Where the Rubber Meets the Road

Traction is an essential part of motorcycling. Understanding and managing traction is vital if we want to avoid mishaps.

Traction has three users: side force, driving force, and braking force. Side force is responsible for steering, tracking, balancing, and controlling lean angle, as well as fighting crosswinds. It's what keeps the bike from sliding out from under us in a turn. Driving force is responsible for propelling us forward; simple as that. Braking force is the opposite of driving force; applying the brakes is the most obvious cause, rolling off the throttle is another. Even the resistance as the tire rolls down the street is a form of braking force.

You only have so much traction available. The actual amount varies as road, tire, and weather conditions change.

Traction being used by one user cannot be used by another. Think of the amount of traction available as a dollar bill. As we roll through a curve, imagine about 70% being used by side force. That leaves only 30% available if we need to apply the brakes. That means hard braking while in the curve is out of the question. However, if we apply 10% of the brakes, the motorcycle slows and straightens up some; now only 50% is being used by side force, meaning more traction is available for braking, so more brake force can be used, and so it goes. As the bike slows, it straightens up, more brake pressure can be applied, and we can come to a stop if desired.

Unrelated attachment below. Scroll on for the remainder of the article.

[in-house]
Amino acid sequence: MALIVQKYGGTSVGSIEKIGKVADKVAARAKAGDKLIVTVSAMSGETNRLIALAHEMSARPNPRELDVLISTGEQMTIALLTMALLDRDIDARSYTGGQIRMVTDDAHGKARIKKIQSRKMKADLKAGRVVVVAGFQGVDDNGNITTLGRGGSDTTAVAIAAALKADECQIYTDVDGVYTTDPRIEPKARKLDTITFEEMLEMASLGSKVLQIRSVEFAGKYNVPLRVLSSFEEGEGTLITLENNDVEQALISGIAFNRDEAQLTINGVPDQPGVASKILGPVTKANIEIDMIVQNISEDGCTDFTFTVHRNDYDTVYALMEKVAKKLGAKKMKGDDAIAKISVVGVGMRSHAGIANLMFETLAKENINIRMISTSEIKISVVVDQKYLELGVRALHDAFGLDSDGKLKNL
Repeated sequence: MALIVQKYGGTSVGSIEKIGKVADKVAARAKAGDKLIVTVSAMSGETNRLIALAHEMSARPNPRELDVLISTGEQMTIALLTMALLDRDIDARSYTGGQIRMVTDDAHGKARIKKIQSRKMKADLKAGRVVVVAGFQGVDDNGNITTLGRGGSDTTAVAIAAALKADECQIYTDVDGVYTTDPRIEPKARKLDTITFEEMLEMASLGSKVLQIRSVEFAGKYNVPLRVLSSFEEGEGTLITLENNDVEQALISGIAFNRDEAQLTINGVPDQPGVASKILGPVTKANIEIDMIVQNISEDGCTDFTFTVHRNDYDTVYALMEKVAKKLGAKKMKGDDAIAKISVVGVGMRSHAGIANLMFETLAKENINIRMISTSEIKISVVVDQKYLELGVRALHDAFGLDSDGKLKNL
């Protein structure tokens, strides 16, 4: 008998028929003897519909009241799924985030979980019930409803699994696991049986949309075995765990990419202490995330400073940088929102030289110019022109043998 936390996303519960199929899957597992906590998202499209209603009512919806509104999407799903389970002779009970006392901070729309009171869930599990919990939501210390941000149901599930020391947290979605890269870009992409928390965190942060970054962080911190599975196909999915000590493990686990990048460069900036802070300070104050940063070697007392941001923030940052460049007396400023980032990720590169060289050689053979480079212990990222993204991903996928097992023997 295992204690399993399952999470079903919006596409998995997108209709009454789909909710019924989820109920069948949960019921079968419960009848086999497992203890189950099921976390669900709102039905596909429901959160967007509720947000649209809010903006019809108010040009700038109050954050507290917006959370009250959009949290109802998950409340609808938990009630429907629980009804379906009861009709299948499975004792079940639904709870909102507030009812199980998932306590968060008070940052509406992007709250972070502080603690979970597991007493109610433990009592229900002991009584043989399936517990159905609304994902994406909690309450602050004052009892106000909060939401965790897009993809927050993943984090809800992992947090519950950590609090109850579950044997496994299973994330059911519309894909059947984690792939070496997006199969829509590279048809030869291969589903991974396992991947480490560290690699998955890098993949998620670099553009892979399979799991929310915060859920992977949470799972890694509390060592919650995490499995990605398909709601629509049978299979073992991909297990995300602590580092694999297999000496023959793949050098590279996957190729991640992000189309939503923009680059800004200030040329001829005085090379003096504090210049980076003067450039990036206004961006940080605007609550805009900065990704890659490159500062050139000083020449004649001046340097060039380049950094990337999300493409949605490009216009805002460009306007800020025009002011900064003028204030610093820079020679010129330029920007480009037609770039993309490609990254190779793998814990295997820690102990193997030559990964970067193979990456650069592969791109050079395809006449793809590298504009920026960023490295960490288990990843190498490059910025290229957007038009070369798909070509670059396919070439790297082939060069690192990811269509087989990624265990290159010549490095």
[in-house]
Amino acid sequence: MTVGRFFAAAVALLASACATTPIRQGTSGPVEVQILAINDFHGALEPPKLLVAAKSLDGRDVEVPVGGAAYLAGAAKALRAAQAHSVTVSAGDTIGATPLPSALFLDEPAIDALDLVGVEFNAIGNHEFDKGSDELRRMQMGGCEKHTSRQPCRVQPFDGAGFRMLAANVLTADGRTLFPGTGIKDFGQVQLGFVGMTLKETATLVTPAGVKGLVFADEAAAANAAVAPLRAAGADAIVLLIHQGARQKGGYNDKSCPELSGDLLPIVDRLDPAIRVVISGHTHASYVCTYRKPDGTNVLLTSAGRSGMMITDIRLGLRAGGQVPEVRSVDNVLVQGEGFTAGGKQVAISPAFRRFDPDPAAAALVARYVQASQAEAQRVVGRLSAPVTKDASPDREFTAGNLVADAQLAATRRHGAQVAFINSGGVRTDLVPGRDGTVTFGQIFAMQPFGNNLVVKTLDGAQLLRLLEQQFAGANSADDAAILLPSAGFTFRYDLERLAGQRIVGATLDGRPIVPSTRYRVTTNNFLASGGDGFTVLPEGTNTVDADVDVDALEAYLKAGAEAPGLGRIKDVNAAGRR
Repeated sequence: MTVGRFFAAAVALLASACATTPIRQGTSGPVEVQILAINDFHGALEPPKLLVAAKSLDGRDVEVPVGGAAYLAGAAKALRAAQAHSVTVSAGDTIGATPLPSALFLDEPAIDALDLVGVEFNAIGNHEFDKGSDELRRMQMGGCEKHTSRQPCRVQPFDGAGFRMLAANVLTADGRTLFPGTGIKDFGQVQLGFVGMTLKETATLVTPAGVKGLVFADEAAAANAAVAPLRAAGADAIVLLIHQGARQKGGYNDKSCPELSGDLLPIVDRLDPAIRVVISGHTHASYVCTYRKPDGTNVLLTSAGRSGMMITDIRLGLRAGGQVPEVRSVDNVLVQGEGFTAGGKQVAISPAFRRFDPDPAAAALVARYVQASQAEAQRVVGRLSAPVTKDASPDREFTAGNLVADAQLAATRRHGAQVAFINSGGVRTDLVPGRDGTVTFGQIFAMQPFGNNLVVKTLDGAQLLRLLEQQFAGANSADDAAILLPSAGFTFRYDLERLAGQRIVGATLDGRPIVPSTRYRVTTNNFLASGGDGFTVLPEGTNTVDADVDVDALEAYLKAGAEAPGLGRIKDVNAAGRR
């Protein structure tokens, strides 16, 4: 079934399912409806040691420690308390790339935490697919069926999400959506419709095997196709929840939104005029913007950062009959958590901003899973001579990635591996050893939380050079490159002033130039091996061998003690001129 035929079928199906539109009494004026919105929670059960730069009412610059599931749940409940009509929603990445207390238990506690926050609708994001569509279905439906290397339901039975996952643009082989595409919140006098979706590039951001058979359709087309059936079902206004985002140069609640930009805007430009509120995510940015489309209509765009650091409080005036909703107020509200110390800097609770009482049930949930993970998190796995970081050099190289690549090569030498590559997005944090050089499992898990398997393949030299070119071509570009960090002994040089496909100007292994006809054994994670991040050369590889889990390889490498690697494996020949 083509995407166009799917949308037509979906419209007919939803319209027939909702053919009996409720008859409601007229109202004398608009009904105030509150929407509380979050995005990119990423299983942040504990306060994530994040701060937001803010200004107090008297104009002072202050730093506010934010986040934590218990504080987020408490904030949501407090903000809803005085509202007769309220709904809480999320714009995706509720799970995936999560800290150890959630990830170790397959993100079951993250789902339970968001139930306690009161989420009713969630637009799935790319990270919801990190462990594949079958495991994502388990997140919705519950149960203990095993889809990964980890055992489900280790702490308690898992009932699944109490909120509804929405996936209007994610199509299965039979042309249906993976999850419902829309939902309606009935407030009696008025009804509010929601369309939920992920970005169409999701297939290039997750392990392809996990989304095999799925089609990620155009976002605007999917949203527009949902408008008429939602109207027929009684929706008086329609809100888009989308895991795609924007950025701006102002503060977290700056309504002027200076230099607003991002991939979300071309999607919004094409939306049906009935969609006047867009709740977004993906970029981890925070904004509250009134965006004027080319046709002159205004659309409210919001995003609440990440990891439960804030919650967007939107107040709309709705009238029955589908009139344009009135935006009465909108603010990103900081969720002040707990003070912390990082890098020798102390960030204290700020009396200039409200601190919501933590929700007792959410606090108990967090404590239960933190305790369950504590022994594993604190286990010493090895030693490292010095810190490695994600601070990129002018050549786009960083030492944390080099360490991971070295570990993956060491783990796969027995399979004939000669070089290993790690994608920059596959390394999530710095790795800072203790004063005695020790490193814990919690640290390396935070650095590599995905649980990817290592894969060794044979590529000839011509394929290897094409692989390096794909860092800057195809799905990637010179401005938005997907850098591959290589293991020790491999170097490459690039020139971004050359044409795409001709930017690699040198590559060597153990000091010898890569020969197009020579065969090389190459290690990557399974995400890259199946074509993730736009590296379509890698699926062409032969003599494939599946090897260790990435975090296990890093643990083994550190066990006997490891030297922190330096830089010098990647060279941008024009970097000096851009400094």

Since very few of us outside the professional racing circuits have the ability to correctly judge the exact amount of traction available at every moment, it is critical to our safety that we, as prudent motorcyclists, maintain a traction reserve.

For starters, don't enter a curve so fast that you use up 70% of traction. Reduce your speed before the curve and use less traction, leaving more to be available for the unexpected, such as sand, stalled cars, and sudden decreasing radius turns.
When necessary to brake hard, straighten the bike up first; now almost all traction is available for braking force, as very little is being used for side or driving force. Review the article on Maximum Braking Technique.

Maintain your motorcycle. Check the tires regularly, replace worn tires when recommended, and keep them properly inflated.
And remember what Dirty Harry said; "A man's got to know his limits." (So does a woman.) Know your limits, the limits of your machine, and the limits of the environment.

Dale E. Baker #09956